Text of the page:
A Long Time Ago I Used to Buy Games

A Long Time Ago I Used to Buy Games

A survey of the former videogames commercial retail market in Greater Portland

Commercial retail is a tough gig. It’s about paying high rents in a location with enough traffic to have it make sense while eeking out generally tiny profits. It’s no surprise that most of the places I frequented years ago are no longer in business. The retail market has shifted more and more online for any goods that don’t need to be “showroomed”.

I grew up in the greater Portland area and have lived here my whole games-buying life. I don’t count the 80s because I didn’t have any consoles then. The Toys-Backward R-Us with their famous walls of pull-tickets for the NES carts were fun to look at, but not something I interacted with.

I’m going to be intentionally hazy with some of the locations for privacy, but I trust y’all to enjoy the spirit of this thread without turning into Internet detectives.

These locations are in roughly chronological order. Please enjoy listening to local Portland band The Dandy Warhols while reading this survey.

Captain Video

Captain Video (no relation to @Captain Moderator) was an independent store in my neighborhood. It was the big one in my town especially in the early 90s before Blockbuster and Hollywood moved in and started taking over.

This location has been in a small retail complex that has seen a number of businesses come and go through the years. The physical location started quite big with two entrances diametrically across the building. In the late 90s and early 2000s, they started reducing their footprint and other shops moved in until they eventually moved out entirely. There have been some kind of other offices. It’s now a chain Elephants deli. The Elephants used to be a cute little tap room which I preferred.

My favorite memories of Captain Video involve biking down with my best friend and renting games for his Genesis. I bankrolled a lot of them because I wanted to play them, but he had the Genesis. It was a symbiotic relationship and we both felt like we were getting a good deal. Except for that one time I rented Tazmania based on the strength of Aladdin. This was a mistake on my part.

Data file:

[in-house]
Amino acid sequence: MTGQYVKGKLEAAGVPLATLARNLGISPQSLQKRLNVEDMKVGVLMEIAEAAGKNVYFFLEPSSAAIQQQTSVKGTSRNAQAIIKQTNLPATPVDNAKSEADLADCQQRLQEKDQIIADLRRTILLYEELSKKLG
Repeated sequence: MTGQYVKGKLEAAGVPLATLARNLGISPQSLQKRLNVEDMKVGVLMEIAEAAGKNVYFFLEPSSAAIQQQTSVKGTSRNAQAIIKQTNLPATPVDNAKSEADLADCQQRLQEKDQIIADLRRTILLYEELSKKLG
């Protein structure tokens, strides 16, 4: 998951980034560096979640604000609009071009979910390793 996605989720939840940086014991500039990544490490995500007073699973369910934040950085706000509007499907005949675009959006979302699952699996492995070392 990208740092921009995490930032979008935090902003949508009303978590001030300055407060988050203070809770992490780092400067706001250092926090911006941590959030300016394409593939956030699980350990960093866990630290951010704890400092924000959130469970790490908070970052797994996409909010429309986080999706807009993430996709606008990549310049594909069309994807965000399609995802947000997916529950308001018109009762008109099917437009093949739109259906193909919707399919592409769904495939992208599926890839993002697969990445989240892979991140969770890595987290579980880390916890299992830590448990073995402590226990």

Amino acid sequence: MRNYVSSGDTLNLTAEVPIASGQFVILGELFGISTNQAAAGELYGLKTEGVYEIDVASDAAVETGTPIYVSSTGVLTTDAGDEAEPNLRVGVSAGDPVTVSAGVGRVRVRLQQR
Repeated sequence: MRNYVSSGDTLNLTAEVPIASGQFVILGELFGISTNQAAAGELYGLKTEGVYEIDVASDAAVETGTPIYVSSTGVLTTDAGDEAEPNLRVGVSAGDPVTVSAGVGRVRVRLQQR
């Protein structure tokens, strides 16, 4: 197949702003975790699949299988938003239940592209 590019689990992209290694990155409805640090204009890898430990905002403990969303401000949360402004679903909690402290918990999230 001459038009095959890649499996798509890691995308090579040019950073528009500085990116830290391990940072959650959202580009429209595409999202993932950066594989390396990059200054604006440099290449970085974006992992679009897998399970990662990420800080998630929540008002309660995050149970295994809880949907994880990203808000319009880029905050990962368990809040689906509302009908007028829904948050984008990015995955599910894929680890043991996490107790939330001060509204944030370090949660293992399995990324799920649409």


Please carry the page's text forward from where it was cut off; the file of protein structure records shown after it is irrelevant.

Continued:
Hollywood Video

My friend’s parents worked in a different neighborhood so this was the store that was conveniently located on their commutes home.

I had a subscription to EGM in the 90s and I had absolutely fallen for the “You can play as the raptor!” hype for the Genesis version of Jurassic Park. I am not exaggerating when I tell you I called this rental store daily for weeks asking if they had gotten in the Genesis version of Jurassic Park.

It finally came in and we played that game and enjoyed it for the rental period. We also didn’t like it enough to ever rent it again.

It turned into a bank. Now it is no longer a bank, and you can rent the space yourself! It shares a parking lot with a convenience store and a vape shop (being clear, not a weed shop). One of you should lease it and fill it with candy cabinets for me to come play.

Egghead Software

No picture, but here is a google map Street View link.

I asked my dad to drive into downtown after work one summer evening in 1993 to pick up a copy of The Lost Vikings for PC. Fantastic game by the way. I know the IC panel hates on it, but it genuinely still holds up today.

I don’t buy into all of the narrative that Downtown Portland these days is dangerous (it’s plenty sketchy, but not physically dangerous if you’re not the one doing the drugs). However, there has indeed been a huge shift in the mood of downtown post-COVID lockdowns. Portland’s downtown core has been slower to recover than other city’s, and the new businesses have not been opening anywhere near Pioneer Square. Not enough foot traffic and volume to justify a consumer retail shop for entertainment software in that neighborhood these days.

Blockbuster Video

Same Genesis friend, different store. It took over more of the games rental market because Captain Video stopped stocking games toward its end. I applied to work here as a summer job, but ultimately worked at an Office Depot. Office Depot and my Office Depot forklift license didn’t end up with me buying or renting any games though, so that’s for another thread.

For some reason I always bought watermelon BubbleTape whenever we rented games there. It was some odd association that I built up in my brain.

Dune 2, Sonic 3, Virtua Racing, the Vectors Men 1 & 2 and tons of other games were our Genesis rentals. Years later when I had a PlayStation, I rented Bushido Blade, and Symphony of the Night. I rented Bushido Blade 2 here and hated it. I went back in the next day and had them convert the rental over to Symphony of the Night again.

The large footprint that Blockbuster once had is now a empty office space for lease and a Vietnamese restaurant. The Vietnamese place is pretty good!

Office Max

I bought TIE-Fighter on CD for like, $12 here when I went back to school shopping for some reason. It was amazing.

The building is now a gym.

I did not get especially fit from playing TIE-Fighter, but I did visit multiple planets!

The Skeezy Game Trader

This was a big one and is still in the same spot in the Beaverton Mall. The Beaverton Mall has had some ups and downs over the last 30 years. In the mid 90s, it was a legit real mall and the Game Trader sure seemed out of place. They had and still have to this day a large collection of second-hand games.

(Not my photo. Thank you Yelp from 2009.)

Why is it skeezy? The prices were never ever any good. The large display window from the mall’s entrance has a cardboard backer and it was a dumping ground of non-working games junk: broken consoles, controllers, etc. It was also a bit dingy. I haven’t been there in years, but I have a hard time imagining that it’s any different. They always seem to show up at the Portland Retro Gaming Expo with a few bins of games and their prices are not noteworthy.